MR: Where can a metal head get these releases and for what kind of metal heads would you recommend your music ?

These recordings are mostly available in some sort of bootlegged format, since we never made enough copies. Most copies of the last demo were sent to ungrateful labels across Europe, as well as the many people that wrote to request them. I almost forgot to keep one for myself. With the new album, we will make sure that it is available to anyone that is interested. That would probably include anyone that appreciates bands including Bathory, Hellhammer, Morbid, Tormentor, Mayhem, Darkthrone, Burzum, etc.

MR: And future releases? Anything planned already?

As I mentioned, the Nattsvargr full-length will finally be released in the very near future. Everything is recorded, the cover has been designed. Once the final touches are finished, it will descend from the blackened sky.We have re-recorded the songs from the demo, since we weren't entirely satisfied with how that came out. The new songs are definitely in the same vein, while also showing a little more of the 80s influences. The mournful feeling is still present, when necessary, but the mood is one of pure, morbid evil. Imagine a dead corpse rising from the damp, cold earth and stalking the foggy night in search of human blood or others to infect with the cursed Black Death. Ravens circle overhead as rats follow behind him. Worms fall from his eye sockets and the mud from his stinking grave does leave a trail behind him, along with the stench of death.In his black heart he feels hatred for the living and worships only death and chaos. This is what we wish to convey with this music.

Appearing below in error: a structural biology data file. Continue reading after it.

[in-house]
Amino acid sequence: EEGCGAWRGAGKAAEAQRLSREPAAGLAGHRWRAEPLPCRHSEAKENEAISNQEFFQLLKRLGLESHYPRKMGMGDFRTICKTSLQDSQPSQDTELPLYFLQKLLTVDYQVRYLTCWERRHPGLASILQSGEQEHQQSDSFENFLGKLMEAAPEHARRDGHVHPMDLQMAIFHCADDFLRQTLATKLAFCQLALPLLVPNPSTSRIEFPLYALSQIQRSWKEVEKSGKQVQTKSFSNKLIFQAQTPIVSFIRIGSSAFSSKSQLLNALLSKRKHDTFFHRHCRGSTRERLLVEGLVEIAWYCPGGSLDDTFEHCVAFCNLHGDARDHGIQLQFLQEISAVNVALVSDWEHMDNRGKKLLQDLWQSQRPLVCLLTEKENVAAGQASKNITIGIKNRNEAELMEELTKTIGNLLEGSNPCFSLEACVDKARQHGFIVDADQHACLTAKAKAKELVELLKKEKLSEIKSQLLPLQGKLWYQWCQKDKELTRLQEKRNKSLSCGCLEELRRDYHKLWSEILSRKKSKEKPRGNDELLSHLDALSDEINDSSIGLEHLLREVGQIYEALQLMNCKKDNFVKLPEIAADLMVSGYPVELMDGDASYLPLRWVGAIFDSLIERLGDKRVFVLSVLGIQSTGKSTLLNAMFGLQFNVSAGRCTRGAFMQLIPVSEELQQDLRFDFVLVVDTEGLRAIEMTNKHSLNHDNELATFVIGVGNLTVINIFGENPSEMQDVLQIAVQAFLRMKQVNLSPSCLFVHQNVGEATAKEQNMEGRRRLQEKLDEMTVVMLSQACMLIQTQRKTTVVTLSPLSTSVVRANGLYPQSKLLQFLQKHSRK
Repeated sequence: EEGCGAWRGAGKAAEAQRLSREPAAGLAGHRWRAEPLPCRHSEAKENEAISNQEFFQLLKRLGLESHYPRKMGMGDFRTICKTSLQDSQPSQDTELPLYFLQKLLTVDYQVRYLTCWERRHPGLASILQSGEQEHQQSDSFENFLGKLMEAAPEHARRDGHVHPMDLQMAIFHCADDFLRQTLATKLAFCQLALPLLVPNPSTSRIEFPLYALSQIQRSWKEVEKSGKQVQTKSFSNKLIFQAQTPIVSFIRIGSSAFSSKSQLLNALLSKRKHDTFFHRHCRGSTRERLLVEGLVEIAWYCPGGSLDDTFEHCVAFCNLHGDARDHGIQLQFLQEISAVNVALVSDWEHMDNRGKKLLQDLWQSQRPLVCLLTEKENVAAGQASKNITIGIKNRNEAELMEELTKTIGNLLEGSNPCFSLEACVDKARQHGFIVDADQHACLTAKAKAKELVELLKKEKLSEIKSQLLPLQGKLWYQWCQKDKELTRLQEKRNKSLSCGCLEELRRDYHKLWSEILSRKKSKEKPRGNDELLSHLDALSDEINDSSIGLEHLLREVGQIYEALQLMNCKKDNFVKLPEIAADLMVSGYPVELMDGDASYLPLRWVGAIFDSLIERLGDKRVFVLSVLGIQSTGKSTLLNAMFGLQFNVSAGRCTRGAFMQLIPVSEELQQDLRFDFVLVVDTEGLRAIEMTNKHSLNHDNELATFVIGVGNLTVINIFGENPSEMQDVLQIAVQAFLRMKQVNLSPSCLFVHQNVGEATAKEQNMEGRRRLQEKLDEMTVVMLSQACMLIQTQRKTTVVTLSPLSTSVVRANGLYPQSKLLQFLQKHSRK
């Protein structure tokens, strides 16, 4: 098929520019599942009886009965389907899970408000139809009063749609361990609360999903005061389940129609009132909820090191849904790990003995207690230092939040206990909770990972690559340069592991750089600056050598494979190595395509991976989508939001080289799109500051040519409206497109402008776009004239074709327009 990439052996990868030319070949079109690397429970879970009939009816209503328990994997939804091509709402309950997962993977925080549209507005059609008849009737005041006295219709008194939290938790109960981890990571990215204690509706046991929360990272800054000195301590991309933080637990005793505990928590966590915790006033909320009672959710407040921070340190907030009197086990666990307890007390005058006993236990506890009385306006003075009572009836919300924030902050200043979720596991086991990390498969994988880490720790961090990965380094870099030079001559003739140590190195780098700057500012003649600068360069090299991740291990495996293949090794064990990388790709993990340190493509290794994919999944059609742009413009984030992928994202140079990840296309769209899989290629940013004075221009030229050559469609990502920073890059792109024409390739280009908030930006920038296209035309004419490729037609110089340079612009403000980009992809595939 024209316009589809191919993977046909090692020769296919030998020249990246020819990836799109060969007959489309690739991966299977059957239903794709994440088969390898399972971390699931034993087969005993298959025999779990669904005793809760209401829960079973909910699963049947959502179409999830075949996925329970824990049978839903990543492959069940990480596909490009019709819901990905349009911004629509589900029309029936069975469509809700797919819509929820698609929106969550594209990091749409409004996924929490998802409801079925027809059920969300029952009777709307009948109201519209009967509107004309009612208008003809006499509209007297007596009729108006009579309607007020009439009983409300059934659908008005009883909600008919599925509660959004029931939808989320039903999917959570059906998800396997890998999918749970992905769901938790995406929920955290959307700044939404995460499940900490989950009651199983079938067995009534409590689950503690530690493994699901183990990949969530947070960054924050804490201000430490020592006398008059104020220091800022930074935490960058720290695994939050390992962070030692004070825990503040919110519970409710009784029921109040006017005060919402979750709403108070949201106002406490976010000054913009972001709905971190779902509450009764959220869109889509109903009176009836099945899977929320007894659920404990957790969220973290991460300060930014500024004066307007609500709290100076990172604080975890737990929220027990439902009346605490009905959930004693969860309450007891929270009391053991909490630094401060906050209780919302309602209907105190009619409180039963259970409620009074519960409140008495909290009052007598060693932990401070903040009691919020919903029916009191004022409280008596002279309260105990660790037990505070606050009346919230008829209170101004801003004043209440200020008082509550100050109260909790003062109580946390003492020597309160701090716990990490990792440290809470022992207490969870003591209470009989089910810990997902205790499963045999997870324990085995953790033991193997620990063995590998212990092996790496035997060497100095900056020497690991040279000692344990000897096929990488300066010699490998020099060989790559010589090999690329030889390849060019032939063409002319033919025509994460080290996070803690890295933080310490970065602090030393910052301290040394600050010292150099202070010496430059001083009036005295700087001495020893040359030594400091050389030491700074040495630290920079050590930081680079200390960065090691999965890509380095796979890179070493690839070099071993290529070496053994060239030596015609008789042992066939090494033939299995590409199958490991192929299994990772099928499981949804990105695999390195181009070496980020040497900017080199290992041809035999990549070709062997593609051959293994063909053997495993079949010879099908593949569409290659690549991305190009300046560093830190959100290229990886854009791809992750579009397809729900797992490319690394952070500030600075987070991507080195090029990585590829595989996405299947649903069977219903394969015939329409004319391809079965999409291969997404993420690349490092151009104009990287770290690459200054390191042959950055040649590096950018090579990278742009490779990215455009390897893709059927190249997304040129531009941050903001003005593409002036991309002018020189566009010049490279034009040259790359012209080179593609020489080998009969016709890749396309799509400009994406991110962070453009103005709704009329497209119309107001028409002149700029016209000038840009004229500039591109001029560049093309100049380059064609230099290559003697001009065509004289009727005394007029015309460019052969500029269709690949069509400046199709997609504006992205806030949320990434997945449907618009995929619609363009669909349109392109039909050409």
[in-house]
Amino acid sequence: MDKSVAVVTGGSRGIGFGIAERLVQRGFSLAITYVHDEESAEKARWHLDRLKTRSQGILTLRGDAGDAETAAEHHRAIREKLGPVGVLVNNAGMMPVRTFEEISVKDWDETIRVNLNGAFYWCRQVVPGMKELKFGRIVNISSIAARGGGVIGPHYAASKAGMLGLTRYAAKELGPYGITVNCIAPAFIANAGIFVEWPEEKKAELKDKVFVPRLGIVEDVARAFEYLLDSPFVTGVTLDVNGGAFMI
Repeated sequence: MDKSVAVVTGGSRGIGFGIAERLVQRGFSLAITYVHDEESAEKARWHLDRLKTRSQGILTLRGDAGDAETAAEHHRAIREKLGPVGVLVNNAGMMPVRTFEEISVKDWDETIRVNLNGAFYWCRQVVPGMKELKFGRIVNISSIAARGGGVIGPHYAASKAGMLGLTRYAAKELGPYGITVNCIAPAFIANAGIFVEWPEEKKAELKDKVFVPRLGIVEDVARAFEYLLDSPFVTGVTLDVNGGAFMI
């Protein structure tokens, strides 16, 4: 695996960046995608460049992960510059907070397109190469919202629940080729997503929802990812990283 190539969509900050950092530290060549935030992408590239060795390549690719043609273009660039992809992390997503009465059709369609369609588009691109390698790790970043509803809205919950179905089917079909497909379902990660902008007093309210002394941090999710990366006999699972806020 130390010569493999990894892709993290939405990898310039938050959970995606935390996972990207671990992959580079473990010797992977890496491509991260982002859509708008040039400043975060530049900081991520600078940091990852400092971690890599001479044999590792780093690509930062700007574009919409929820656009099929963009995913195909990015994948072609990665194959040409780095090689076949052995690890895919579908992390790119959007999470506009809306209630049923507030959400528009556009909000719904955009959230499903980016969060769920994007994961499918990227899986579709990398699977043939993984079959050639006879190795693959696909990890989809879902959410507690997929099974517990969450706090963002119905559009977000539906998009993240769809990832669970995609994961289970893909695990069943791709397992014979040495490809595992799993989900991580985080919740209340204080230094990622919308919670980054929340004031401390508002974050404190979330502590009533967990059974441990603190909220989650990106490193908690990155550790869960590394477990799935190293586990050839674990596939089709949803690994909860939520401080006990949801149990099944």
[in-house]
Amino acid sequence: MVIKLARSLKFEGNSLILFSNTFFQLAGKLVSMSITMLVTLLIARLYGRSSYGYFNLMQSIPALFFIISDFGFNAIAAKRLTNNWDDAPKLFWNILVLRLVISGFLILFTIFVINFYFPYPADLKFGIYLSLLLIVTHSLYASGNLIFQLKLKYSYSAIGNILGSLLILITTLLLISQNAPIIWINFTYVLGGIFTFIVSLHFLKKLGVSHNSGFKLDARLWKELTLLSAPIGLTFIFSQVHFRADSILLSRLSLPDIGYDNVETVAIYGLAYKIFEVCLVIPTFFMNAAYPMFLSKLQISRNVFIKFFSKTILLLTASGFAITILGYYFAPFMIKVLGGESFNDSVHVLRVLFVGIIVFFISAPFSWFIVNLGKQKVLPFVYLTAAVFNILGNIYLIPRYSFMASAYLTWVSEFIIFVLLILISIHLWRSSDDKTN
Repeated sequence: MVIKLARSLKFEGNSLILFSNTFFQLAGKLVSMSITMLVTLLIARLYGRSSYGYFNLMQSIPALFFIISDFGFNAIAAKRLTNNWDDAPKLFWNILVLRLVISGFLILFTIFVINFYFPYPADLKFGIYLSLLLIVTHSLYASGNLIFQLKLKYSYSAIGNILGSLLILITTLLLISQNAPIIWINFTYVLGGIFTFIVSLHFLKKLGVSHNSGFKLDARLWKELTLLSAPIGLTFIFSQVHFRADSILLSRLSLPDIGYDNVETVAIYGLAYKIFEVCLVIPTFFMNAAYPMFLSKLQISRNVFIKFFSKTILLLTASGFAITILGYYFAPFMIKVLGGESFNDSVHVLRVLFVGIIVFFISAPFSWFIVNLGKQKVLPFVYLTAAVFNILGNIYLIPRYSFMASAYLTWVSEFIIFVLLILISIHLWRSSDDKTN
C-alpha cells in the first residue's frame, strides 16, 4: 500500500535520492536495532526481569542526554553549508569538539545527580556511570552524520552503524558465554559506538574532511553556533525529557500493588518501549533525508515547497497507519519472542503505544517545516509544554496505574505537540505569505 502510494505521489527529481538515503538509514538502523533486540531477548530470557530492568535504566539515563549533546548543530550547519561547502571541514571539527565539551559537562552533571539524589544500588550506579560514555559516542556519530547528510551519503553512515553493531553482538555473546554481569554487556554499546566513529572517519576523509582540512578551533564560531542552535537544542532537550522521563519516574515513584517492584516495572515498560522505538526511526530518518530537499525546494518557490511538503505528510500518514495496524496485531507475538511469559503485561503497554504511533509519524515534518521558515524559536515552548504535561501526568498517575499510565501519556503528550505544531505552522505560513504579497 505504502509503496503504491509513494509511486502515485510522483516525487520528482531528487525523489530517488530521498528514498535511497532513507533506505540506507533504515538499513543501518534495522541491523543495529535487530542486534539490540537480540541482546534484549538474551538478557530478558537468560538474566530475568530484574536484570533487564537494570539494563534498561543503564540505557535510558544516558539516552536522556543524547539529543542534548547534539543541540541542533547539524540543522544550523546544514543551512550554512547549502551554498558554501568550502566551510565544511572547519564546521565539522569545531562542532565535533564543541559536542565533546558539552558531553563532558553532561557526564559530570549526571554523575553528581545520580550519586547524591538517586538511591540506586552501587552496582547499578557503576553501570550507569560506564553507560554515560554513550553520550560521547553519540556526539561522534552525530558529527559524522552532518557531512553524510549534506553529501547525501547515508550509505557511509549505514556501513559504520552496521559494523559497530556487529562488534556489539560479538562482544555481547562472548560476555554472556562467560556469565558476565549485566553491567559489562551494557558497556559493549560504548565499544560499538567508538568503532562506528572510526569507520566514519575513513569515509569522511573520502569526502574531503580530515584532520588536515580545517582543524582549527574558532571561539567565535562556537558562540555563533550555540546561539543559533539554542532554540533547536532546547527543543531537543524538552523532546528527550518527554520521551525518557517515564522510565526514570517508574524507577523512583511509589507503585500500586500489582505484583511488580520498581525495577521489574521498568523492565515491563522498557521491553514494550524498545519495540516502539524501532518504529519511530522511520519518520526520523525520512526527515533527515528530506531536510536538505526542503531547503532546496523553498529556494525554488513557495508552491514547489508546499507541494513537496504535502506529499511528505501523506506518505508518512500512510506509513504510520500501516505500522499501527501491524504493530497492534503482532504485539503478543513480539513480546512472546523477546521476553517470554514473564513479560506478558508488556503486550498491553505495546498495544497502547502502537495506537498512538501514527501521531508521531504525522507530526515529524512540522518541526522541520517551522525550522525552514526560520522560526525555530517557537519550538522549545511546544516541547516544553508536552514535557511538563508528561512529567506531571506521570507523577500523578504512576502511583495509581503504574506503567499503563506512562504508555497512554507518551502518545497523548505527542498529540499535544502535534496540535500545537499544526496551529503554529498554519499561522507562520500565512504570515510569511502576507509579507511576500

MR: What about concert? Have you played any so far?

This line-up has not been on a stage. I've not performed live with this band in nearly a decade. Without a full and stable band, it has been nearly impossible. Live shows are not very appealing to me, but I understand that it is a necessity. Time shall tell...

MR: How about video clips? can we ever expect any?

I have not really considered this. We would need a label to cover the cost of such a thing. It could be interesting, if done right.

MR: What about lyrics? What is the lyrical theme? who writes them?

I have always written the lyrics for every band that I have been in. There is no central theme, other than conveying darkness by creating vivid mental imagery. The lyrics express hatred for all life and cosmic existence, at the core. There are some that tell depressive stories or glorify the frozen lands of the north as well as a very strong anti-Christian sentiment. The lyrics are simply a reflection of the dark thoughts, coursing through my brain at any given moment. I get inspired by the dark side of life. Some of the lyrics for the next record were written in Romania. I was walking through the forest, near Bran Castle, and was obsessed by the full moon and the lyrics just came to me like evil voices from the darkened shadows.

MR: And melodies? Do you compose them as a team or do you have someone in charge of that?

In the past, things were more organic, so to speak. My primary duties are as lyricist and vocalist, but I have always contributed as much as possible to the songwriting. For this last demo and album, it was different as Werewolf and I live several hours apart. I give some thoughts on what I wish to hear and he sends me riffs or rough versions of songs. I have had more to do with arranging the songs than writing the melodies. Werewolf is responsible for that. With such a distance, there's not much more to do other than suggest that a riff be sped up or slowed down, or eliminated altogether. It has been an interesting process.

MR: And how far do you want to go with Nattsvargr? Any special plans or just going with the flow?

It would be nice to be signed and to be able to record in a proper studio and get decent distribution. My mind is bursting with musical ideas and I only need the opportunity to let them flow freely, like blood from a gaping wound. Unfortunately, after all these years, we have barely begun to scratch the surface. I look at a band, such as Watain, that began around the same time and I think that it would be pleasing to be in a similar position, at some point. But, beyond all of that, I see my time in this realm as limited and I wish to, perhaps, leave something behind worth remembering. A legacy of some sort. But if I leave nothing but a rotting corpse, then so be it.